Economic relations with India are also the focus of another wealthy Arab nation, the UAE, consisting of seven emirates. During a recent virtual summit with Prime Minister Narendra Modi, UAE leader Sheikh Mohamed bin Zayed Al Nahyan said India is UAE’s “most important strategic partner.” Following the summit, a Comprehensive Economic Partnership Agreement (CEPA) was signed. Nadia Abdul Aziz, the president of UAE’s National Association of Freight and Logistics, said CEPA will boost the UAE’s logistics sector, adding that “with CEPA in place, Indian products can penetrate the UAE market through which they can enter the Gulf Cooperation Council, the Commonwealth of Independent States, Africa and beyond.” (UAE-India economic partnership agreement to be operational soon: N.P. Krishna Kumar, Al Arabiya English: March 25, 2022) Indian authorities have pointed out that “the CEPA will lead to increase in bilateral trade from the current US$ 60 billion to US$ 100 billion in the next five years.”


Broadening economic relations with Arab nations meshed well with India’s increasing interactions with Central Asian nations located between Russia’s southern borders and Afghanistan. Following Washington’s withdrawal from Afghanistan in 2021 and its handing over power to the Islamic Emirate of Afghanistan, aka the Taliban, Central Asian countries have become wary of their security. These countries have realized the necessity to put India on their security and economic map. Last January, five presidents—Kazakhstan’s Kassym-Jomart Tokayev, Uzbekistan’s Shavkat Mirziyoyev, Tajikistan’s Emomali Rahmon, Turkmenistan’s Gurbanguly Berdimuhamedow and the Kyrgyz Republic’s Sadyr Japarov—participated in a virtual summit with Prime Minister Modi. It was the first such joint engagement of its kind between the highest-level leaders of India and the Central Asian countries.


The joint statement at the end of the summit noted that ties between India and the region have been historically close, with “civilizational, cultural, trade and people-to-people linkages,” but that the lack of access to land routes and the situation in Afghanistan remain major challenges. The presidents’ statement also called on the other Central Asian countries to consider joining the International North-South Transport Corridor (INSTC) and the Ashgabat Agreement on International Transport and Transit Corridor.


The Ashgabat agreement is a multimodal transport agreement between the governments of Kazakhstan, Uzbekistan, Turkmenistan, Iran, India, Pakistan, and Oman to create an international transport and transit corridor facilitating transportation of goods between Central Asia and the Persian Gulf that came into force in April 2016. The INSTC corridor was conceived to reduce the time taken, costs incurred, and increase connectivity between major cities like Mumbai, Moscow, Astrakhan (located in Russia), Baku (Azerbaijan), Tehran, Bandar Abbas and Bandar Anzail (all located in Iran). Russia, India, and Iran are the founding member states of INSTC. The agreement was signed in 2002.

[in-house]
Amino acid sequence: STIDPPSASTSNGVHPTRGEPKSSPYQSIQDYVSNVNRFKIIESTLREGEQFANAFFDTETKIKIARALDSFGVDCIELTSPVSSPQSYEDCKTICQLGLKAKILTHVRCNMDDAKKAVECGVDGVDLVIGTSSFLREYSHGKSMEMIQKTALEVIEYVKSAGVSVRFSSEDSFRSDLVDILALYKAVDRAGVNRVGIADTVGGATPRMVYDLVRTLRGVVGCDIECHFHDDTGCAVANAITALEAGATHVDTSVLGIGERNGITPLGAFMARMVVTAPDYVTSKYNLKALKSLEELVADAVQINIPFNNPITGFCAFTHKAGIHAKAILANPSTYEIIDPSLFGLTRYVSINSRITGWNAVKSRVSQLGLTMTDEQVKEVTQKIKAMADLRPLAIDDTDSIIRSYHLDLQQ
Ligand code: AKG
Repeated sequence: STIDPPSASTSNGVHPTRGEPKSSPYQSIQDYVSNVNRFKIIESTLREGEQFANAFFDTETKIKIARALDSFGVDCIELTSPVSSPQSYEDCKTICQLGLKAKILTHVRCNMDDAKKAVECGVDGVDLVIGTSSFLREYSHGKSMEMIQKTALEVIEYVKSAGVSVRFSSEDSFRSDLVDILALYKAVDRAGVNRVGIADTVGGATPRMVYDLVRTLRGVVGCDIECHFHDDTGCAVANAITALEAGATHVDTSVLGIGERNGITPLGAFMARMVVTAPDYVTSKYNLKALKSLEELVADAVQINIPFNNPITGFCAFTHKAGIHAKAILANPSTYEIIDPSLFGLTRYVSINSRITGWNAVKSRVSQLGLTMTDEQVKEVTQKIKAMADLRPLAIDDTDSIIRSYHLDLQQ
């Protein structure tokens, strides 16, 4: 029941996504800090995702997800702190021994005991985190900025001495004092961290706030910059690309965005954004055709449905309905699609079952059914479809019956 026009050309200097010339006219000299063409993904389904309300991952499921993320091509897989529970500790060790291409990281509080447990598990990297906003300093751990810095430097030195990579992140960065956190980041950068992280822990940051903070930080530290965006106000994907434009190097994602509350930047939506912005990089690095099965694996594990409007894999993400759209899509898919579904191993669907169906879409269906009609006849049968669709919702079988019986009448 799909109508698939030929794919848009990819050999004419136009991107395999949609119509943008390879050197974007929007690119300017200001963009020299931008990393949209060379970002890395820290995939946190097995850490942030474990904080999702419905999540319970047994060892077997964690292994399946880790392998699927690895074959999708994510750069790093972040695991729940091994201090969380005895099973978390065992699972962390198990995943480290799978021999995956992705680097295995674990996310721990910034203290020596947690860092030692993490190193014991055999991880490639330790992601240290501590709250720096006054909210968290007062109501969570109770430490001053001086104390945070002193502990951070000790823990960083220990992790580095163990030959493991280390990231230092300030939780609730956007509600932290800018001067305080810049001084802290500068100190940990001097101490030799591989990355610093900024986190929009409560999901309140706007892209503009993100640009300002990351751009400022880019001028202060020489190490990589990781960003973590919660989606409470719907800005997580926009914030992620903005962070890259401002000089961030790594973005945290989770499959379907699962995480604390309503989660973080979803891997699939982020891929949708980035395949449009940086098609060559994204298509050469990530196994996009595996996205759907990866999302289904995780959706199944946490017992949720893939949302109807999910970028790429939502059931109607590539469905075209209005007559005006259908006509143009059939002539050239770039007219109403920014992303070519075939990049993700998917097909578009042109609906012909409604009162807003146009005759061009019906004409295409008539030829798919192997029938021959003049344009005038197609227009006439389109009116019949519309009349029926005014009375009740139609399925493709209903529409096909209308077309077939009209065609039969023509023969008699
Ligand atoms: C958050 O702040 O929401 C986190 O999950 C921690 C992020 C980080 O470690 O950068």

In addition to these recent developments, India continues to maintain its age-old ties with its traditional friend, Iran, a key partner in India’s endeavour to pursue westward links to the Middle East, Central Asia and Russia by water and land.


The Path West and to Central Asia


One of India’s misfortunes is its inheritance of an unfriendly neighbour, Pakistan, to its west. The undivided Indian subcontinent had direct land-links to Central Asia, Afghanistan, and Iran. However, thanks to a departing kick by the British Raj in 1947, that land access has been cut off by a hostile Pakistan, a religion-based nation. Since its early days, Pakistan’s authorities have been fearful of a direct land link between India and Afghanistan. Pakistan fears that if India secures direct access to Afghanistan, it will use Afghanistan as a platform to weaken Pakistan’s virtually ungoverned and hostile western border provinces, leading to a break-up of the country.


That fear hardened further following a civil war in the eastern wing of Pakistan that led to the formation of Bangladesh in 1971. Aware that Afghans generally welcome India as a friendly country, in the late-1990s when Afghanistan was embroiled in a bloody civil war, Pakistan actively helped to form an anti-India Islamic religious grouping, the Taliban, within Afghanistan and brought them to power. This paranoia is at the heart of Pakistan’s denying India a westward land access to Afghanistan and beyond.


In recent years, Pakistan’s efforts to stymie India’s westward progress were further boosted by its close ally, a growing and ambitious China, who, in its quest to establish economic hegemony over Central and West Asia, has joined hands with Pakistan. China’s interest in befriending a virulently anti-India Pakistan centres not only on having a permanent presence within Pakistan, but also on denying India broader economic and security relations with the Central Asian nations. This is a well-orchestrated Pakistan-China joint policy designed to slow down India’s economic progress and prevent India from becoming a regional power.


However, India found a way around this blockade in 2003 when discussions between India and Iran began that ultimately resulted in signing an intergovernmental Memorandum of Understanding in 2014 whereby India agreed to a joint venture with Iran to equip two berths at Iran’s Chabahar port. In May 2016 India signed another bilateral agreement with Iran to refurbish one of the berths at Shahid Beheshti port and reconstruct a 600-meter-long container handling facility at the port.


Chabahar is India’s first major overseas port venture, and many consider that it could act as a counter to China’s endeavour to develop Pakistan’s Gwadar Port about 170 km to the east on the Arabian Sea cost. For India, Chabahar port and the development of its adjoining areas is an opportunity that Iran has offered to bypass Pakistan in securing a firm access to Afghanistan, Central Asia, and the Caspian Basin, and to enhance its economic and security influence in these regions. India has already invested heavily in several infrastructure and financial projects in Afghanistan, and New Delhi realizes the importance of the Chabahar port to safeguard and widen its assets there.


(To be continued…)